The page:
Updates: Every 10 minutes
The graphs on this page show ionospheric Scintillation indices over the last 24 hours, as measured by IPS Ionospheric Scintillation Monitor (ISM) sites. In each graph, the signal from each of the 31 active GPS satellites is shown with a different colour.
Graphs in the left hand column display amplitude scintillation, a measure of the short timescale fluctuation in the signal to noise. This is quantified by the S4 index. Values over ~0.6 indicate strong scintillation which can cause loss of lock on a GPS signal. A scintillation index below 0.3 is unlikely to have any affect on GPS. Amplitude scintillation seen in the Darwin and Weipa scintillation monitors is commonly due to an ionospheric phenomena called "plasma bubbles".
Graphs in the right hand column show phase scintillation, a measure of the short timescale fluctuation in the phase of the GPS signal. This is quantified by σ60, the standard deviation of the signal phase in radians, over 60 second intervals. Phase scintillation seen in the Macquarie Island scintillation monitor is generally a sign of auroral activity.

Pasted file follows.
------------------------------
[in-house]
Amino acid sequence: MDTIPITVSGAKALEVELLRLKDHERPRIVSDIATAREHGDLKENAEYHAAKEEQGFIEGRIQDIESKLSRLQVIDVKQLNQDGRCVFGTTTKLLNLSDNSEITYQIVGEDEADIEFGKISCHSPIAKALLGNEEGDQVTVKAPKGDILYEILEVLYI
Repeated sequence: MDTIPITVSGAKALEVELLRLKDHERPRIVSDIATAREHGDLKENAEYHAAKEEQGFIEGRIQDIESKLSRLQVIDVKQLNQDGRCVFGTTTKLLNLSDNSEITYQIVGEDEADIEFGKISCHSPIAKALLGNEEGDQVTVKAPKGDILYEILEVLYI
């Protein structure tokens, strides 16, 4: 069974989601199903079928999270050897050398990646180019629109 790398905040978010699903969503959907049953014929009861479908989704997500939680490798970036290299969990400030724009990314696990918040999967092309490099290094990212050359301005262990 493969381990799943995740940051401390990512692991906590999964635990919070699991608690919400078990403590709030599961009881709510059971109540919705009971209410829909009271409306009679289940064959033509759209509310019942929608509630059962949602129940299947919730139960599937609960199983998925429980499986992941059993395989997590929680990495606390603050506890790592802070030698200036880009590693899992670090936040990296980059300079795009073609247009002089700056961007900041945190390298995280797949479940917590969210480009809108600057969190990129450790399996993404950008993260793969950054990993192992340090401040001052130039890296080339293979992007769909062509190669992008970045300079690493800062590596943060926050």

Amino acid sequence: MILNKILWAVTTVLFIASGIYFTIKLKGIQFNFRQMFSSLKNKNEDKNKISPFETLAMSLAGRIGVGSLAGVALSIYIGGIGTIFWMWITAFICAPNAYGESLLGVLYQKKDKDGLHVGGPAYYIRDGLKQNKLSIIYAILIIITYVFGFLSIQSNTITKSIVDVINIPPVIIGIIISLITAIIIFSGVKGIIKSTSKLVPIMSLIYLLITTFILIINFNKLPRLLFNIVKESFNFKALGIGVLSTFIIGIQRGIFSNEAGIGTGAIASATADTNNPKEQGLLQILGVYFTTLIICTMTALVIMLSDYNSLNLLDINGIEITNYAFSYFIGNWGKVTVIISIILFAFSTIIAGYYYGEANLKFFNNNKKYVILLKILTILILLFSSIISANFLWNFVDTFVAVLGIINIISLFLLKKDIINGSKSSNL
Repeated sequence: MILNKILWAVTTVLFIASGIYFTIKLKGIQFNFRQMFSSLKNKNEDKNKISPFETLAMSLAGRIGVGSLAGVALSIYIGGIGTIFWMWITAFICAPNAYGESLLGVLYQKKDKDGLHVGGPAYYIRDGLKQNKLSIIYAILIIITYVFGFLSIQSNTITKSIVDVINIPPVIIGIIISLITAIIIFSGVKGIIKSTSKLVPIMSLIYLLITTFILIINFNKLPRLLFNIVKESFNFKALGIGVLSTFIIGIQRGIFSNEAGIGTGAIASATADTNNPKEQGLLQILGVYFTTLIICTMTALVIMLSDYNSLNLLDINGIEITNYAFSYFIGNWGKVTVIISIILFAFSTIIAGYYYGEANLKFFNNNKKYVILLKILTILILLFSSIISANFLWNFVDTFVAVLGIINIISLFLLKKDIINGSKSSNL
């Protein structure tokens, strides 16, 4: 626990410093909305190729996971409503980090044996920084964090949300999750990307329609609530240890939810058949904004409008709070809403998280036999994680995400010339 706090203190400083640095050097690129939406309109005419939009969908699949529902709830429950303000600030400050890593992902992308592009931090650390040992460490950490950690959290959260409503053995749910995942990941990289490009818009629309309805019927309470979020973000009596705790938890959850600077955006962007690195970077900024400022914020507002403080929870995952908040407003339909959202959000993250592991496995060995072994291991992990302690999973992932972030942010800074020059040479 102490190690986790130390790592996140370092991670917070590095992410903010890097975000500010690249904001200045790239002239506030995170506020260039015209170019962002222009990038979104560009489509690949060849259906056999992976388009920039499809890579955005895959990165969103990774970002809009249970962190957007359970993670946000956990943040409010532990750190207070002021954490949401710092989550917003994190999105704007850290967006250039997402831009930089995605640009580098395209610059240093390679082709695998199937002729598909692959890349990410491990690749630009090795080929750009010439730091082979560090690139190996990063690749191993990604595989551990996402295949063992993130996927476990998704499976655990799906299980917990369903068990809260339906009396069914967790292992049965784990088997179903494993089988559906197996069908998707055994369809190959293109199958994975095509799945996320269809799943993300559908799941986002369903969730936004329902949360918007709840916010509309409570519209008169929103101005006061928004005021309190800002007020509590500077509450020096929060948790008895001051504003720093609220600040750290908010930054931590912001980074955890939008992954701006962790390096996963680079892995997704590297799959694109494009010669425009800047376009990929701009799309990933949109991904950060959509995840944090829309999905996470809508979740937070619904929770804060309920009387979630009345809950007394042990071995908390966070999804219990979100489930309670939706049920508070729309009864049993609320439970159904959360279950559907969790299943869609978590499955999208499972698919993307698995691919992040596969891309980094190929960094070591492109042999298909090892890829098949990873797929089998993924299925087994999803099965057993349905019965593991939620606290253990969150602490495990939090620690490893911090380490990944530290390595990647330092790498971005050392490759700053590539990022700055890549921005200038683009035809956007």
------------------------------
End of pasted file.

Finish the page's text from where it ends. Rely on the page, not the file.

For more general information on ionospheric scintillation, please visit the About Ionospheric Scintillation page.
IPS provides a free email alert service for ionospheric scintillation, please visit the Ionospheric Scintillation Alert page to subscribe.
IPS operates a number of ISMs in the Australasian region, close to the southern equatorial anomaly, as well as in the sub-Antarctic region to the south of Australia. Locations of currently active IPS ISMs are indicated on the map below. Ionospheric Scintillation data from these instruments is available through the IPS World Data Centre.
Ionospheric scintillation products and services are under ongoing development, and your feedback is valuable to us. If you are experiencing problems with ionospheric scintillation in GPS receivers or satellite communications equipment, or have a suggestion on ways we may improve our scintillation-related services, please contact IPS.